Stove Pipe Corrosion

Re: Stove Pipe Corrosion

PostBy: gerry_g On: Sun Oct 07, 2012 2:09 am

I've looked into black pipe replacements but found two problems.

I can't find a galvanized or SS barometric damper and the expensive adapter from my SS chimney to standard stove pipe only comes in steel, not galvanized or SS.

This summer I ran a humidifier in the family room and a very small "personal" desk fan to constantly force a little of dehumidified air through the system. I placed the fan to blow into the combustion blower.

Worked pretty well this past summer.

gerry
gerry_g
 
Coal Size/Type: rice
Other Heating: Electric, Propane
Stove/Furnace Make: Leisure Line
Stove/Furnace Model: Pioneer LE Top Vent

Re: Stove Pipe Corrosion

PostBy: jeff216410 On: Wed Nov 07, 2012 4:21 pm

The stainless pipe rusting issues seem to be a poor grade or mislabeled stainless. Any seam welds of pipe coule be an issue as well (weldors don't often use the right welding rod on stainless pipe). I've got 304 pipe and there no single mark of rust staining anywhere inside or out. If I wipe the inside of the pipe with a rag it is shiny new. I think it's time to find a new stainless vendor.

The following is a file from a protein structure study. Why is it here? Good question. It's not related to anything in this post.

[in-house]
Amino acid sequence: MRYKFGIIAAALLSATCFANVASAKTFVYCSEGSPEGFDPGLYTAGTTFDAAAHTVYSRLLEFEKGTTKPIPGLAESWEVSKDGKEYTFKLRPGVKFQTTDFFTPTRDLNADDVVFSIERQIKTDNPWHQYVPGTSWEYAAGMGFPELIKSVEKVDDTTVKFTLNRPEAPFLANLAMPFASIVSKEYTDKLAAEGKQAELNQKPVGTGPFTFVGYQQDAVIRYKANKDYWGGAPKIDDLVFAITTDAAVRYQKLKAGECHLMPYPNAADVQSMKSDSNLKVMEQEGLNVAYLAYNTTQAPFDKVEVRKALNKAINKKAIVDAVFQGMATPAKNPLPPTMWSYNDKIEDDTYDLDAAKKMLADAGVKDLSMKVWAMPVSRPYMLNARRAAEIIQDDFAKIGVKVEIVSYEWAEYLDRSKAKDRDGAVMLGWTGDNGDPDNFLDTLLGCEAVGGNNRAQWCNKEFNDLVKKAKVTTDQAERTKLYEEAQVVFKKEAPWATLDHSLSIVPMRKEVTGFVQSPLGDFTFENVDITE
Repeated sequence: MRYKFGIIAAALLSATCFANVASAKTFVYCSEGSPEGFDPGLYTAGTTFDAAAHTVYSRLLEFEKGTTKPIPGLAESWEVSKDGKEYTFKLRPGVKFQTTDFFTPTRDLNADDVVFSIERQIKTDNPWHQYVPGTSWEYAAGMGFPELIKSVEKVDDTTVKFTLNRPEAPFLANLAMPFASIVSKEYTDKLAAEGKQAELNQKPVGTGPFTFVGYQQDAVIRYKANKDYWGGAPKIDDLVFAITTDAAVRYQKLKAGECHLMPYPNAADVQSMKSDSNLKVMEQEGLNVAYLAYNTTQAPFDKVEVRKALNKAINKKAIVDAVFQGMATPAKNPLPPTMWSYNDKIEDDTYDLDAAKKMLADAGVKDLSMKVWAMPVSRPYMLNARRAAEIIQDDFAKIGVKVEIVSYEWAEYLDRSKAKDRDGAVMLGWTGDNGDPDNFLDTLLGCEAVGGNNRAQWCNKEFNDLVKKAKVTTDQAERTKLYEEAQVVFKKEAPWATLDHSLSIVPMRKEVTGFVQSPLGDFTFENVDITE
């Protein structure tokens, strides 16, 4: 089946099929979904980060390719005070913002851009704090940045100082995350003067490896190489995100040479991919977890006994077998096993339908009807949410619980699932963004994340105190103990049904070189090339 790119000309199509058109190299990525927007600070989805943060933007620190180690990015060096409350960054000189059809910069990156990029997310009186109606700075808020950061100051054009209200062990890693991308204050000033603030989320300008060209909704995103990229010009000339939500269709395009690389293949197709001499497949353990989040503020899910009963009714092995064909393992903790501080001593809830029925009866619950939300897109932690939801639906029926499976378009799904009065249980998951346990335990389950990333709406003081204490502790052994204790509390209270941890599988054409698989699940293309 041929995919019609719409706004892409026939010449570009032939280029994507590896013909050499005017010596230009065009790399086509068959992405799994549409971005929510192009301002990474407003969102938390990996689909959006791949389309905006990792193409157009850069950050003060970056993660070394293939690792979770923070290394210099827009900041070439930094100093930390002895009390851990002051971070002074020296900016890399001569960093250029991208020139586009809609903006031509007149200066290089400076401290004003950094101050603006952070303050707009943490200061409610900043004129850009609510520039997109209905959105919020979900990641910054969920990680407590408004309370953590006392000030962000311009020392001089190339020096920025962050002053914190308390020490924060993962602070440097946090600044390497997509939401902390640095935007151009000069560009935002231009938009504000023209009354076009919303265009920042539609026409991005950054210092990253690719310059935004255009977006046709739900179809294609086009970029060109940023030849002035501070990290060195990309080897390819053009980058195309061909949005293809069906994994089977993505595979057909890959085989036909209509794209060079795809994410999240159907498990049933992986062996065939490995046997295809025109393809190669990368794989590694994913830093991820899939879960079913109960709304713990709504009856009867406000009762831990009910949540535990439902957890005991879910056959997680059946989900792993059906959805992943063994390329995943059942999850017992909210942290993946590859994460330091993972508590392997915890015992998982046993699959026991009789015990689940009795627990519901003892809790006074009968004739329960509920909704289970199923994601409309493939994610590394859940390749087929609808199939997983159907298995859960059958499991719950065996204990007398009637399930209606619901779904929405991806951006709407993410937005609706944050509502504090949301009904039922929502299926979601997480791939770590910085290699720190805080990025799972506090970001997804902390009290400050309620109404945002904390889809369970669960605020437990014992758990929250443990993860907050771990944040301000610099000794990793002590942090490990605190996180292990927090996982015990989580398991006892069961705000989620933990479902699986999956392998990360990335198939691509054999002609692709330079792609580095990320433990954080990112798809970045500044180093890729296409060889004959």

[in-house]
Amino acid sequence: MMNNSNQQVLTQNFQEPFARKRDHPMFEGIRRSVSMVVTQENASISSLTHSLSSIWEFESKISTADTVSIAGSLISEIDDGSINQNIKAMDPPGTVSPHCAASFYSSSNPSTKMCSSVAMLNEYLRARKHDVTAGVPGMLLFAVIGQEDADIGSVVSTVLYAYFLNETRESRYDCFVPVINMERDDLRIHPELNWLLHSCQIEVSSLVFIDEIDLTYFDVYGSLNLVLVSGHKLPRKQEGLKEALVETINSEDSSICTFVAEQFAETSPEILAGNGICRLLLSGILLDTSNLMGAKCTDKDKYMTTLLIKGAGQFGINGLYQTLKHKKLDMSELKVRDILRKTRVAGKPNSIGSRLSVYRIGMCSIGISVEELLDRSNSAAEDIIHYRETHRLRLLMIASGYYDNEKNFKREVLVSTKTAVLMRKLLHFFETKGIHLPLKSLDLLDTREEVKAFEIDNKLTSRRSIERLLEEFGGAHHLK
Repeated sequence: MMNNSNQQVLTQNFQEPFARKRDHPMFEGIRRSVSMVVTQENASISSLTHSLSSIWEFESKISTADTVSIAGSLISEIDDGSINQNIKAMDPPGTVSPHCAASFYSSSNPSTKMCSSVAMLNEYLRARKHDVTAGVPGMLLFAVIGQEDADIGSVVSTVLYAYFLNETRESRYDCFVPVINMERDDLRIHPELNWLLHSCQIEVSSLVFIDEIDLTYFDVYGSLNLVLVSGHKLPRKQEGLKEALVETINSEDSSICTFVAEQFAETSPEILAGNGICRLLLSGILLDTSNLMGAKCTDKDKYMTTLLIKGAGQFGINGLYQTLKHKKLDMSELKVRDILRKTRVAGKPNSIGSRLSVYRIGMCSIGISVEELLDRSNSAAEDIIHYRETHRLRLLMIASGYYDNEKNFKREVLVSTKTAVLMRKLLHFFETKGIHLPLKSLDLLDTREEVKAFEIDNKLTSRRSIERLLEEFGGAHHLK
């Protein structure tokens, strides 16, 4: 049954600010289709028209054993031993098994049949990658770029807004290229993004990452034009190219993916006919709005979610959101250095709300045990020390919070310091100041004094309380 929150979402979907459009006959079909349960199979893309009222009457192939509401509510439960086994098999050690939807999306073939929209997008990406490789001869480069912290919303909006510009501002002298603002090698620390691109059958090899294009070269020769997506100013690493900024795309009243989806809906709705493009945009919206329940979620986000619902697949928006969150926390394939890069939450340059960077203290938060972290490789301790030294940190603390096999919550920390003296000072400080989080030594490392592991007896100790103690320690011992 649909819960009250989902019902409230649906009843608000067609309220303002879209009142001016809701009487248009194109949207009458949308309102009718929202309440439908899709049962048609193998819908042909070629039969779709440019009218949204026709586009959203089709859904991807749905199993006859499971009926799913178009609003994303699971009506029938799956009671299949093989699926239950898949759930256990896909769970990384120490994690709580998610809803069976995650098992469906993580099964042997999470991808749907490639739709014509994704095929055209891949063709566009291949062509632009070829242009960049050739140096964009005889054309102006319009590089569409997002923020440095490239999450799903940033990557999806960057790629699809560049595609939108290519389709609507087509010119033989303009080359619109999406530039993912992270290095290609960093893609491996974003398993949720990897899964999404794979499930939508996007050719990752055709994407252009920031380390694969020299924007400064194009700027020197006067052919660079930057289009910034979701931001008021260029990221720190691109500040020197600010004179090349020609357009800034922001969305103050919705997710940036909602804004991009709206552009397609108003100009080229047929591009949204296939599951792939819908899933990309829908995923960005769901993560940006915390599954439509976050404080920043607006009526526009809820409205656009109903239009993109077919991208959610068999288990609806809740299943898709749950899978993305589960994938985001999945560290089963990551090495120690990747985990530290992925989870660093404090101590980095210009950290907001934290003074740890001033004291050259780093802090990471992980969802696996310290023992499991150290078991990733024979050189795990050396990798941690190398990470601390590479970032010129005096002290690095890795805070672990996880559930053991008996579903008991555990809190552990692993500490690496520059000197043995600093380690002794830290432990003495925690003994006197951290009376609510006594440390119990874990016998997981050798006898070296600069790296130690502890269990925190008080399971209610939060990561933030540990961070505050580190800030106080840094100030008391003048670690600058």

jeff216410
 
Stove/Furnace Make: Liesure Line Hearth

Re: Stove Pipe Corrosion

PostBy: Berlin On: Wed Nov 07, 2012 8:22 pm

jeff216410 wrote:The stainless pipe rusting issues seem to be a poor grade or mislabeled stainless. Any seam welds of pipe coule be an issue as well (weldors don't often use the right welding rod on stainless pipe). I've got 304 pipe and there no single mark of rust staining anywhere inside or out. If I wipe the inside of the pipe with a rag it is shiny new. I think it's time to find a new stainless vendor.


Jeff, time, moisture, and coal differences change luck with stainless dramatically. Stainless, be it 304 or 316 won't last long with coal and moisture doesn't help, if your pipe isn't pinholed yet, wait a few years, perhaps a few more if you're in a dry location.

There are four things that lead to rapid deterioration of stainless. Iron pitting corrosion from iron particles in coal flyash leading to a compromised passivation layer, low oxygen levels in coal exhaust leading to an inability to replenish the passivation layer, chlorine (HCL and other chemicals) attack, and acid attack from the sulfur in the coal. These four things combine to form a very aggressive corrosion against stainless steel. Yes, moisture does need to be present to allow stainless to deteriorate, however, the moisture in the air is often enough to initiate the corrosion and once it starts it's only a matter of time.
Berlin
 
Hot Air Coal Stoker Furnace: Will-Burt Combustioneer 77B
Coal Size/Type: Ohio BITUMINOUS pea stoker coal

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